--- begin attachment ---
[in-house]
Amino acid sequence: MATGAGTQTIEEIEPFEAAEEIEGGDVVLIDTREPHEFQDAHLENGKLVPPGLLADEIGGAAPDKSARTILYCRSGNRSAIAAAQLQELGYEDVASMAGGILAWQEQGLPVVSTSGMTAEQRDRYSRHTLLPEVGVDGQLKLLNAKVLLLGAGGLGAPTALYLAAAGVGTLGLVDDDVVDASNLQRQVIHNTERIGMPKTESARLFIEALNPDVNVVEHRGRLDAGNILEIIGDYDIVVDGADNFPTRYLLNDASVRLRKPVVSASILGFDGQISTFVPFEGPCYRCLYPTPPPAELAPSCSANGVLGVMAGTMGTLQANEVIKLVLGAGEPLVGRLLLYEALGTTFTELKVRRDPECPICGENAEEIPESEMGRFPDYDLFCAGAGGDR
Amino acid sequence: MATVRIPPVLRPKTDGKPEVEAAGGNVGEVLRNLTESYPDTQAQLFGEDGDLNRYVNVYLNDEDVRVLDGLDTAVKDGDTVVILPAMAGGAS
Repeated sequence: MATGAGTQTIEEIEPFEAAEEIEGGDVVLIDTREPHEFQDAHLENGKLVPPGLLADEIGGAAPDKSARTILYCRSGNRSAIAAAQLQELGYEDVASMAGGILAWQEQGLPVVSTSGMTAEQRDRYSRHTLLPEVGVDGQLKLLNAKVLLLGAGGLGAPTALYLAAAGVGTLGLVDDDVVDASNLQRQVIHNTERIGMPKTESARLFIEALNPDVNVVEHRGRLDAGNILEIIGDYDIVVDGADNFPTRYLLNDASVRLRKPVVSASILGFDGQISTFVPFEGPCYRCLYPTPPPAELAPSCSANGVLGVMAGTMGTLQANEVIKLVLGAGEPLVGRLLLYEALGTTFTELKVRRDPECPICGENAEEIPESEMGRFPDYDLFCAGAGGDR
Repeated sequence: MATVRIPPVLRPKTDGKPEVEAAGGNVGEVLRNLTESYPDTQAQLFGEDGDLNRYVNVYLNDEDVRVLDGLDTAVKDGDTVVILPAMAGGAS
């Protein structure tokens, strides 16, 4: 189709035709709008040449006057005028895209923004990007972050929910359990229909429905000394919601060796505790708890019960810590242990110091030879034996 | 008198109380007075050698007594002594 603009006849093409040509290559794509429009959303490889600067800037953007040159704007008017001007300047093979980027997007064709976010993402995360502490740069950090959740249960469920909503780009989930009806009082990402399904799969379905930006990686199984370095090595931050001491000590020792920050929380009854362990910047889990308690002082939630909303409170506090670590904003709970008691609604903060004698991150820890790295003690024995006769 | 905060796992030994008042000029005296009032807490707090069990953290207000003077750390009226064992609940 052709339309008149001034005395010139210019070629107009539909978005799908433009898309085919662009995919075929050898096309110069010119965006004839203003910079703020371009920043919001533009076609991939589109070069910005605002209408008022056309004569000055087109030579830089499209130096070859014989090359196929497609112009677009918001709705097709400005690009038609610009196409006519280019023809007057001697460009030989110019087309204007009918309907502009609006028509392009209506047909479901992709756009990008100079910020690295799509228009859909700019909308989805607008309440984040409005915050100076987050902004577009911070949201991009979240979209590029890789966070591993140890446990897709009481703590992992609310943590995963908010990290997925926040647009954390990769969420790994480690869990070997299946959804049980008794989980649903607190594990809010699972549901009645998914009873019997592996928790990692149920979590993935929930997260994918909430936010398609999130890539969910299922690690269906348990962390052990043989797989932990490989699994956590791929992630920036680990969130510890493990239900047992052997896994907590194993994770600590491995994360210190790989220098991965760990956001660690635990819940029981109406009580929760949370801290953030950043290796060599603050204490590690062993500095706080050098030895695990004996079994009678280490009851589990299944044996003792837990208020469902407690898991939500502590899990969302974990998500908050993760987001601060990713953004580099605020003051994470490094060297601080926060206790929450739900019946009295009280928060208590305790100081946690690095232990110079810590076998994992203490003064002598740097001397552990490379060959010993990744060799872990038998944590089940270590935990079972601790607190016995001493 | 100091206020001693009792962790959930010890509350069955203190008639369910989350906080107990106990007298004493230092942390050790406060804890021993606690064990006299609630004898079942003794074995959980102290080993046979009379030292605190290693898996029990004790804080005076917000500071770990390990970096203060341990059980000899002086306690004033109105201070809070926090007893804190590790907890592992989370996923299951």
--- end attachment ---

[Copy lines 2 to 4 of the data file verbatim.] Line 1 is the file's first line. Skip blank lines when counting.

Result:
Amino acid sequence: MATGAGTQTIEEIEPFEAAEEIEGGDVVLIDTREPHEFQDAHLENGKLVPPGLLADEIGGAAPDKSARTILYCRSGNRSAIAAAQLQELGYEDVASMAGGILAWQEQGLPVVSTSGMTAEQRDRYSRHTLLPEVGVDGQLKLLNAKVLLLGAGGLGAPTALYLAAAGVGTLGLVDDDVVDASNLQRQVIHNTERIGMPKTESARLFIEALNPDVNVVEHRGRLDAGNILEIIGDYDIVVDGADNFPTRYLLNDASVRLRKPVVSASILGFDGQISTFVPFEGPCYRCLYPTPPPAELAPSCSANGVLGVMAGTMGTLQANEVIKLVLGAGEPLVGRLLLYEALGTTFTELKVRRDPECPICGENAEEIPESEMGRFPDYDLFCAGAGGDR
Amino acid sequence: MATVRIPPVLRPKTDGKPEVEAAGGNVGEVLRNLTESYPDTQAQLFGEDGDLNRYVNVYLNDEDVRVLDGLDTAVKDGDTVVILPAMAGGAS
Repeated sequence: MATGAGTQTIEEIEPFEAAEEIEGGDVVLIDTREPHEFQDAHLENGKLVPPGLLADEIGGAAPDKSARTILYCRSGNRSAIAAAQLQELGYEDVASMAGGILAWQEQGLPVVSTSGMTAEQRDRYSRHTLLPEVGVDGQLKLLNAKVLLLGAGGLGAPTALYLAAAGVGTLGLVDDDVVDASNLQRQVIHNTERIGMPKTESARLFIEALNPDVNVVEHRGRLDAGNILEIIGDYDIVVDGADNFPTRYLLNDASVRLRKPVVSASILGFDGQISTFVPFEGPCYRCLYPTPPPAELAPSCSANGVLGVMAGTMGTLQANEVIKLVLGAGEPLVGRLLLYEALGTTFTELKVRRDPECPICGENAEEIPESEMGRFPDYDLFCAGAGGDR